Why Do People Eat So Much Sugar Simulating Food?
At first, we had some trouble believing that most of the food we ate every day caused inflammation. We couldn’t stop wondering how things could have taken such a bad turn. Out of all the wonderful foods we could pick from, most of our meals consisted of sugar-simulating food. Why was that? Was it even true? Was it indeed the case that the food web, and everyone we know, live off, is as damaging and can lead to as many problems as scientists predict? Okay, here we go:
We are both nearing our forties. Sure, we look twenty-five by candlelight. In other words, we were born in the 1970s, and so we grew up in Sweden at a time when the common man had no idea what sugar-
simulating food was. This was during the era when the Food Administration recommended that we consume six to eight slices of bread (a sugar-simulating food) per day, and our home economic teachers happily waved the “Plate Diet Model” around (which was made up of mostly sugar-simulating foods).
According to this plate model, a meal should consist of 40 percent carbohydrates, 40 percent fiber, and 20 percent pr protein. As we know now, broccoli and red cabbage are good carbs, but for some reason the Food
The administration opted to put all vegetables in the “fiber” category.
This means that the plate’s 40 percent carbohydrates go mostly to sugar- stimulating foods such as pasta, bread, rice, and cooked potatoes (we will look more in-depth at potatoes later, so hold that thought). We grew up with a food model in which almost half of our meal consisted of sugar- simulating food—food that is nutrient-poor but rich in “sugar,” food that leads to inflammation and chronic disease.
It ’s not surprising we were confused.
Another reason why sugar-simulating food is such a large part of our diet today could be that we’re so used to eating the least healthy part of, say, seeds and grains while giving the good-for-you parts (the hull and germ) to livestock. Take wheat, for example. Wheat can be roughly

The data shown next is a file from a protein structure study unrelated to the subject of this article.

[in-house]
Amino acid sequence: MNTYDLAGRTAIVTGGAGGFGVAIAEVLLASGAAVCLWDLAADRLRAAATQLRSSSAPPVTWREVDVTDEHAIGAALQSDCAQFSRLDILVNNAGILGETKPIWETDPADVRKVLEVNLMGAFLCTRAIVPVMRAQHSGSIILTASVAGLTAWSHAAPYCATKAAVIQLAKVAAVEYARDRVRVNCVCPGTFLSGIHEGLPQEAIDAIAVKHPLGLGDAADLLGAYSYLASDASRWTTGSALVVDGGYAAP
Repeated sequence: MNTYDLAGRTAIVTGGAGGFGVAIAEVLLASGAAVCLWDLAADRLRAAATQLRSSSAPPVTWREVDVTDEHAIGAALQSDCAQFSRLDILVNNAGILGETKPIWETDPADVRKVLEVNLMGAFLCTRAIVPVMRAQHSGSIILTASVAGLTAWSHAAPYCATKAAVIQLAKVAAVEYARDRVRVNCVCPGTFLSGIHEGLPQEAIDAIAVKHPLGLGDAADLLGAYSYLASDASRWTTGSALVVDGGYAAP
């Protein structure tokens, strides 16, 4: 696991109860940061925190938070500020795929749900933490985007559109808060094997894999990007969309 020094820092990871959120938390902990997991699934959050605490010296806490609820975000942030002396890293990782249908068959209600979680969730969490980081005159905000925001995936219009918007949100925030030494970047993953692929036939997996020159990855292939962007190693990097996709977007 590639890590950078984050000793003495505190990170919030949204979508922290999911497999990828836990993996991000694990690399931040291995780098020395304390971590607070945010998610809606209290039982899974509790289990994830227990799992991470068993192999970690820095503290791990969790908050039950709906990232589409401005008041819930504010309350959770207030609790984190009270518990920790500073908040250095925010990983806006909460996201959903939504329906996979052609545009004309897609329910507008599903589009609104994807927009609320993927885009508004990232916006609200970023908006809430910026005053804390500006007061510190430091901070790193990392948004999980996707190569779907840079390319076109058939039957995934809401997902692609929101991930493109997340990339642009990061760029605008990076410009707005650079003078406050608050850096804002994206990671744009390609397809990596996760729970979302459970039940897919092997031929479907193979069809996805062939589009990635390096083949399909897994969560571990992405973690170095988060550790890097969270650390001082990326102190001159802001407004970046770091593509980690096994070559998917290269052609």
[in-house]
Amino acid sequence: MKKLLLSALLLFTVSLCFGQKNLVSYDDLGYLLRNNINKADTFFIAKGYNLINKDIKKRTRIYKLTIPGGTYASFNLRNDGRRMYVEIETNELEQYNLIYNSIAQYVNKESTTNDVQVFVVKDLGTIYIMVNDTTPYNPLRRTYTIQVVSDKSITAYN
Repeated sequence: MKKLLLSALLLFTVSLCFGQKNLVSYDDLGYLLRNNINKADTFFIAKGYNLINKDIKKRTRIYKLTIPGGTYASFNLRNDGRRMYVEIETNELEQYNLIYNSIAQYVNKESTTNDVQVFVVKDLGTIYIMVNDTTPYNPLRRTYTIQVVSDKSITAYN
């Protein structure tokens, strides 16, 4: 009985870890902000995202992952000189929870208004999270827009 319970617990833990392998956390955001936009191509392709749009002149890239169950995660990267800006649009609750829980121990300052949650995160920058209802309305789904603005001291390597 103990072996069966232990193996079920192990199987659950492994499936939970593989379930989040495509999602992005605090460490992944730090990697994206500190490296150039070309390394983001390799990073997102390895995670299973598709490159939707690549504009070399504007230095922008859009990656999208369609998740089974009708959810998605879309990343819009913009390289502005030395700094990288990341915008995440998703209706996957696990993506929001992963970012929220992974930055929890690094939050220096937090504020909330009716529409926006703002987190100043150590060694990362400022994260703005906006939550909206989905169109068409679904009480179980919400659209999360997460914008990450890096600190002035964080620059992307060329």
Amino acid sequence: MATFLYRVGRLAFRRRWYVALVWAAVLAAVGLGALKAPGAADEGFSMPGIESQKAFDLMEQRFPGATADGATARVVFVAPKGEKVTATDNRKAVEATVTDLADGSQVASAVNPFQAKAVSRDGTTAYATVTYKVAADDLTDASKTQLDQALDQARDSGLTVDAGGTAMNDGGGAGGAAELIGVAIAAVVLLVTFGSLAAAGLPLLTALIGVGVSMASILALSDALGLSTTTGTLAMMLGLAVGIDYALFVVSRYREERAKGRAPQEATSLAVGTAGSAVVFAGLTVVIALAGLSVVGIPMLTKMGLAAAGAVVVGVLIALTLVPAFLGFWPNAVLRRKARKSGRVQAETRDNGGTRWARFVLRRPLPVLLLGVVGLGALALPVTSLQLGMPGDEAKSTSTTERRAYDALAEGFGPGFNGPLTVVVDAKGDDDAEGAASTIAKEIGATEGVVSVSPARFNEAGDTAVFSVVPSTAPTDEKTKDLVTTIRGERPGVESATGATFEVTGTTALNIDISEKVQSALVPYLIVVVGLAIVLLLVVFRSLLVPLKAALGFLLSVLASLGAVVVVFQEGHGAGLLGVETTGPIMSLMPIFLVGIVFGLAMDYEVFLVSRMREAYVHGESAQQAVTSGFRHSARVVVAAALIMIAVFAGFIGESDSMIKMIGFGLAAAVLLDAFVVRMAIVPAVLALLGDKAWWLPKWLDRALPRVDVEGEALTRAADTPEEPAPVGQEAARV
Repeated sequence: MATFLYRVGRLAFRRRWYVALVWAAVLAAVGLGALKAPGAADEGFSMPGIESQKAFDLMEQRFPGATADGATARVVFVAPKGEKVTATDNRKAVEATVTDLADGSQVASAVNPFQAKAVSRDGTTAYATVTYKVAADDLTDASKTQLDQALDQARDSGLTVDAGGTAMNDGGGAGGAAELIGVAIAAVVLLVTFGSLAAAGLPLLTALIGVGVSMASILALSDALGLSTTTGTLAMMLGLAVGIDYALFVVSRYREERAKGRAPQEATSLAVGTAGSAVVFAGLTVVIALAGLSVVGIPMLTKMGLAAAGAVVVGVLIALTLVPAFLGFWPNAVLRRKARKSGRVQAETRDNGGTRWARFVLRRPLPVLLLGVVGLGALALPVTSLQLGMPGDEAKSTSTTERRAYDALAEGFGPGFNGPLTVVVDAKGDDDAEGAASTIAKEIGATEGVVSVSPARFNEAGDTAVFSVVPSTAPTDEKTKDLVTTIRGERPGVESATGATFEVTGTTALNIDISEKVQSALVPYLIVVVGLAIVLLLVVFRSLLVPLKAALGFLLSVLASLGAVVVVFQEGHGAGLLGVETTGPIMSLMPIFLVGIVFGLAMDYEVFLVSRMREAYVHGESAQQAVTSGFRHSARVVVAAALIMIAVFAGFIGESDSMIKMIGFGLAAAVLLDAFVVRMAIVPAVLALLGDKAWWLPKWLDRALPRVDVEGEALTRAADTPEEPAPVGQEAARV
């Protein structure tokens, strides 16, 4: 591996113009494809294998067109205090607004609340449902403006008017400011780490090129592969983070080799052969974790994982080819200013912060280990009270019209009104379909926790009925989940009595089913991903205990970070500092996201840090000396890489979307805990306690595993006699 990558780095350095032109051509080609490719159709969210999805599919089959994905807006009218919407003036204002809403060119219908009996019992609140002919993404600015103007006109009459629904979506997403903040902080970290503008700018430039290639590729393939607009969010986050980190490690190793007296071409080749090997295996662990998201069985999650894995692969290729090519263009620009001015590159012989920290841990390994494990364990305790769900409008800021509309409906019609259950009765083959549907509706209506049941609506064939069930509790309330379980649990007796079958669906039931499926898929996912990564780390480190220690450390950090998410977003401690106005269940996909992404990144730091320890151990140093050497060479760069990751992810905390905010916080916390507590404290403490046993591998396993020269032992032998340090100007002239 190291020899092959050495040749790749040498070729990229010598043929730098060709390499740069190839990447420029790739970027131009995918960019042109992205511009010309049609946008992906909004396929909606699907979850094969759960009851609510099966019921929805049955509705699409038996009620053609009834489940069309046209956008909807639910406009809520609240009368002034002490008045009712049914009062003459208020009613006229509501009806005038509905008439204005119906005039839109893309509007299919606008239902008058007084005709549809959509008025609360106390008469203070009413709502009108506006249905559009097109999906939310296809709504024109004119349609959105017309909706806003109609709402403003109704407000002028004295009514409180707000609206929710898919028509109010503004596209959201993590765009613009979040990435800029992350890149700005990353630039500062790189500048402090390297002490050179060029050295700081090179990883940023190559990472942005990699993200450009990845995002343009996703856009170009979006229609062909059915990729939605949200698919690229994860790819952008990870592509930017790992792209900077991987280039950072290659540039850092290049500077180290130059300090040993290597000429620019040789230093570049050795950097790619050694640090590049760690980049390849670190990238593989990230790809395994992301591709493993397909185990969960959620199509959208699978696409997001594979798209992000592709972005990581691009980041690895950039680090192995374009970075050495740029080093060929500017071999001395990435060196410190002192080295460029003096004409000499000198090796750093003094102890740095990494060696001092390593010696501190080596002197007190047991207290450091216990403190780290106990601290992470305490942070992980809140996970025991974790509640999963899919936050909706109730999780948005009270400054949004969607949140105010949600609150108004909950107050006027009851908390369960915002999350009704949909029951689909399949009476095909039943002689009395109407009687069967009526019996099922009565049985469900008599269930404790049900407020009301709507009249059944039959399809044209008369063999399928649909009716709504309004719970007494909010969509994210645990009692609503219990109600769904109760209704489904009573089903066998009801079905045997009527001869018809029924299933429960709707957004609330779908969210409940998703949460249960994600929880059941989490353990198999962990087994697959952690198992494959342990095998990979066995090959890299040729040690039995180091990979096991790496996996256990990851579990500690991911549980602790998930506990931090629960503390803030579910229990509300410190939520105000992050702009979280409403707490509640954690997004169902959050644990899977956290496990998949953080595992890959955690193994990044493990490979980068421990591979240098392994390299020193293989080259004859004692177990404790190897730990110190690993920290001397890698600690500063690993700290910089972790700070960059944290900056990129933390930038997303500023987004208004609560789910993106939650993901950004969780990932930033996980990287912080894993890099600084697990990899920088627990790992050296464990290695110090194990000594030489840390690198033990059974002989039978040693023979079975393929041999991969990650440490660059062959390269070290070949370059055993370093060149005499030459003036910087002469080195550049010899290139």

separated into three parts: the hull, germ, and flour.
The flour consists only of empty calories while the bran (hull) and germ are the healthy parts. Strangely enough, ours is a food culture in which we consume the flour (the empty calories) and leave the hull and bran to the pigs to aid their digestion, as well as to farmed minks to give them glossy coats.
If we had done the opposite and concentrated on the germ and hull, our food would have behaved completely differently in our body.
Elevated blood sugar and elevated insulin levels are important factors in type 2 diabetes, which in turn increases the risk of developing many other chronic diseases.
A third reason why we eat so much sugar-simulating food is that a lot of food has been refined (heated, for instance), which transforms fiber to sugar.
Before raw ingredients are processed by food manufacturers (or in-home in the kitchen), glucose is encased in fibers to enable it to go all the way down into the colon, where it is released to be used by good bacteria for energy, which has a positive effect on the body and will not spike blood sugar. But if raw ingredients are manipulated to become sugar- simulating products before we ingest them, glucose is released as soon as it hits the small intestine and results in quick energy and a spike in blood sugar, which can damage the body’s organs in the long run.